Superstorm Sandy: 5 years later, New Jersey is still storm proofing
The Passaic Valley Sewerage Commission in Newark continues to make improvements five years after Superstorm Sandy.
When Superstorm Sandy barreled into the New Jersey coast five years ago Sunday, it pushed a 12-foot storm surge from Newark Bay across the campus of the fifth largest sewage treatment plant in the country, damaging equipment and knocking out power.
As a result, some 840 million gallons of raw sewage poured untreated into the Passaic River. And during the three weeks after the storm, as the Passaic Valley Sewerage Commission’s 140-acre facility struggled to get back to full service, 4.4 billion gallons of partially treated sewage were released into New York Harbor – enough to fill the Empire State Building 16 times.
Sandy’s wrath showed how vulnerable New Jersey’s infrastructure is to damage from severe storms.
Many key pieces of state infrastructure — from hospitals and power substations to police headquarters and even gas stations along major highways — have been improved since Sandy to withstand the onslaught from future storms.
Some town officials, especially along the Jersey coast, have been working with experts to upgrade their master plans and weigh the options to make their communities more resilient.
And the Christie administration has provided hundreds of millions of dollars in grants and low-interest loans to individual communities for storm water collection upgrades, sea walls and other projects.
For instance, at the sewerage authority, staff have rebuilt 560 motors and 171 pumps, strung 200 miles of temporary electric cables on utility poles, spent $2 million on temporary flood walls around key structures, and completed about 95 percent of needed rebuilding.
Now, commission officials are moving forward with about $500 million in long term projects to make the complex resilient to withstand future storms and sea level rise.
“We want this facility to be the model of resiliency in New Jersey,” said Gregory Tramontozzi, the agency’s executive director.
When unveiling some of those grants last year, Bob Martin, commissioner of the state Department of Environmental Protection, said the state has helped communities become more resilient “through a wide range of strategies that include construction of robust beach and dune systems, measures to protect critical water and wastewater infrastructure,” and “innovative strategies to restore degraded salt marshes to absorb storm surge.”
For example, the DEP has worked with local officials to design a proposed $230 million federally-funded system of flood walls along the Hudson River for Hoboken and parts of Weehawken and Jersey City.
Still, some experts say that the state government, while helping communities recover from Sandy, has not yet provided them with overarching, coordinated policies to address future sea level rise in a regional way.
Rutgers University scientists have estimated that New Jersey will likely experience a rise of a foot to 1.8 feet by 2050, and as much as 5 feet or more by 2100.
“Overall there hasn’t been a concerted effort on the part of the state yet to address a lot of those questions,” said David Kutner, planning manager at New Jersey Future, a nonprofit that advocates a balance between economic development and environmental protection. “Climate change is still not a topic widely discussed at the state level and no path has been set, no direction has been established. There’s not been a lot done to plan for the future.”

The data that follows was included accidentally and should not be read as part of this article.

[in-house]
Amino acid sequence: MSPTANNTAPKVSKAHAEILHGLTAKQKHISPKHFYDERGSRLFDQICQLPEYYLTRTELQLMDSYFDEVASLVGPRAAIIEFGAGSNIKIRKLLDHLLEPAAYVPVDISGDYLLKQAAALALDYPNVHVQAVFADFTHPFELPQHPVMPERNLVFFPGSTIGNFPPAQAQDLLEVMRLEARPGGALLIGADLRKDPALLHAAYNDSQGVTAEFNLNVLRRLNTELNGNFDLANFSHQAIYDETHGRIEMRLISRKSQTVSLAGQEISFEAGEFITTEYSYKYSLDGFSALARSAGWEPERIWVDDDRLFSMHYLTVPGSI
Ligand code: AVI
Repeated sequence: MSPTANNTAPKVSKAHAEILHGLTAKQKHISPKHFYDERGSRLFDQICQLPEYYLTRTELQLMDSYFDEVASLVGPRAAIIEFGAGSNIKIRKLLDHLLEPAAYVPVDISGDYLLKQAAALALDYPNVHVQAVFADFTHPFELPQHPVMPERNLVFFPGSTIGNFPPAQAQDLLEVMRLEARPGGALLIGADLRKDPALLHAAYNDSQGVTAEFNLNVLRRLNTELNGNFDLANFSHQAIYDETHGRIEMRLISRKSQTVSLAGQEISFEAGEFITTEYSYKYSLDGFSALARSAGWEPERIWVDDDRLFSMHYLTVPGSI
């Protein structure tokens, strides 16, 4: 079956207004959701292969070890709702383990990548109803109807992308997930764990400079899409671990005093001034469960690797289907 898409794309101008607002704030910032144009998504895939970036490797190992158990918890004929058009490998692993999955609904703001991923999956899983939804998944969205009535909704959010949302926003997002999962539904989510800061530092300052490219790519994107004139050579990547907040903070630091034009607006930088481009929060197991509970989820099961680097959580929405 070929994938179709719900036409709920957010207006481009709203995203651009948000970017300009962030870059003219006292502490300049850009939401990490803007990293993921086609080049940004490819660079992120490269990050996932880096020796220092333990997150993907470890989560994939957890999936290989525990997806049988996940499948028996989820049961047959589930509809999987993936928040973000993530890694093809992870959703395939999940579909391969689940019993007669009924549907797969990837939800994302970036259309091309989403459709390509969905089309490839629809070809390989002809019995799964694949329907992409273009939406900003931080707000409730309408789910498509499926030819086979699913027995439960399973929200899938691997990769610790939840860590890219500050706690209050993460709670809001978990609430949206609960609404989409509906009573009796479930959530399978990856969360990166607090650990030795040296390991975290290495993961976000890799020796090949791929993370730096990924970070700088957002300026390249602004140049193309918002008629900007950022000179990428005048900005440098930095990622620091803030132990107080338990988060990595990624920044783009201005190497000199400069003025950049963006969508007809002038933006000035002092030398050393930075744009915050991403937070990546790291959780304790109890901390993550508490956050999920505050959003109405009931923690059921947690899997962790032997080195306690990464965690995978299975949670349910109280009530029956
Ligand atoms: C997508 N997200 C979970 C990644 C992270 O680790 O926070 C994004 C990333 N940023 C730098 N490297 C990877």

Despite that, individual agencies, nonprofits and municipalities have made some progress trying to plan for sea level rise and develop resiliency.
Passaic Valley Sewerage Commission
When Sandy struck, about 50 sewerage commission workers took refuge in a building at the highest elevation on the campus, which lies just 5,000 feet from Newark Bay. When they emerged after the storm, they were stunned at the devastation.
“We were completely engulfed by Sandy,” said Tramontozzi.
Pumps, motors and electrical cables were ruined, and about 200 million gallons of water filled the network of tunnels that housed key equipment.
“When I saw it I was amazed – I couldn’t believe it,” said John Rotolo, the facility’s chief engineer. “I thought, ‘How are we going to get rid of all this water?’”
The complex, which handles sewage from 1.5 million residents in 48 towns across Bergen, Passaic, Hudson and Essex counties, was knocked out of commission, and suffered $120 million in damage.
The agency received help from the Army Corps of Engineers to pump water out of the tunnels, and operated manually for several years after Sandy until all equipment was repaired or replaced.
Now, the commission has $500 million worth of projects planned to make the facility more resilient, taking into account how much the sea will rise over the next 60 years.
The commission plans to build a flood wall around the entire campus about 10 to 12 feet high. Since a wall would also hold rainwater in, the commission plans three pump stations and a storm water collection system.
They want to replace all the electric cables in the tunnels that had been damaged. And they want to install bulkheads in the tunnels so they can isolate any flooding.
Finally, they plan to build a reserve power plant on high ground.
The facility is the largest single user of electricity in New Jersey. When the treatment plant lost power during Sandy, it not only stopped treating the raw sewage coming to the plant from 48 municipalities in the area. It also couldn’t treat the five or six barges and 200 to 300 truckloads of sludge that get sent to the facility each day from New York City and communities as far south as Virginia.